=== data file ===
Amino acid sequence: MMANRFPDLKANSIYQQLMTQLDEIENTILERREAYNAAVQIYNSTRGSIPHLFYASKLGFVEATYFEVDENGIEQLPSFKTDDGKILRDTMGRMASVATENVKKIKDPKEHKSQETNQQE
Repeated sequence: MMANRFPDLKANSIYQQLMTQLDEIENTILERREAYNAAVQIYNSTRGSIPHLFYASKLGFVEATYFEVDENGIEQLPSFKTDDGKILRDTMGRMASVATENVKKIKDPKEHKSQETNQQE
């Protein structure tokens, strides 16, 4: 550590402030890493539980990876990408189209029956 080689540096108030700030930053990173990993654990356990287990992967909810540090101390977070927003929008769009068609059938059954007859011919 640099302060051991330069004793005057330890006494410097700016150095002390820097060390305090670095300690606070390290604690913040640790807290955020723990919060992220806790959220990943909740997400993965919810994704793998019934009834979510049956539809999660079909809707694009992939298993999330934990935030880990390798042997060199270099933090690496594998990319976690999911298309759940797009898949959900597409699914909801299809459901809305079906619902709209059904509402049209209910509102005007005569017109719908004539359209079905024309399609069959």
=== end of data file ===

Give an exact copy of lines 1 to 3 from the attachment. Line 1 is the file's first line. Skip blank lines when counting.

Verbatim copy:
Amino acid sequence: MMANRFPDLKANSIYQQLMTQLDEIENTILERREAYNAAVQIYNSTRGSIPHLFYASKLGFVEATYFEVDENGIEQLPSFKTDDGKILRDTMGRMASVATENVKKIKDPKEHKSQETNQQE
Repeated sequence: MMANRFPDLKANSIYQQLMTQLDEIENTILERREAYNAAVQIYNSTRGSIPHLFYASKLGFVEATYFEVDENGIEQLPSFKTDDGKILRDTMGRMASVATENVKKIKDPKEHKSQETNQQE
């Protein structure tokens, strides 16, 4: 550590402030890493539980990876990408189209029956 080689540096108030700030930053990173990993654990356990287990992967909810540090101390977070927003929008769009068609059938059954007859011919 640099302060051991330069004793005057330890006494410097700016150095002390820097060390305090670095300690606070390290604690913040640790807290955020723990919060992220806790959220990943909740997400993965919810994704793998019934009834979510049956539809999660079909809707694009992939298993999330934990935030880990390798042997060199270099933090690496594998990319976690999911298309759940797009898949959900597409699914909801299809459901809305079906619902709209059904509402049209209910509102005007005569017109719908004539359209079905024309399609069959």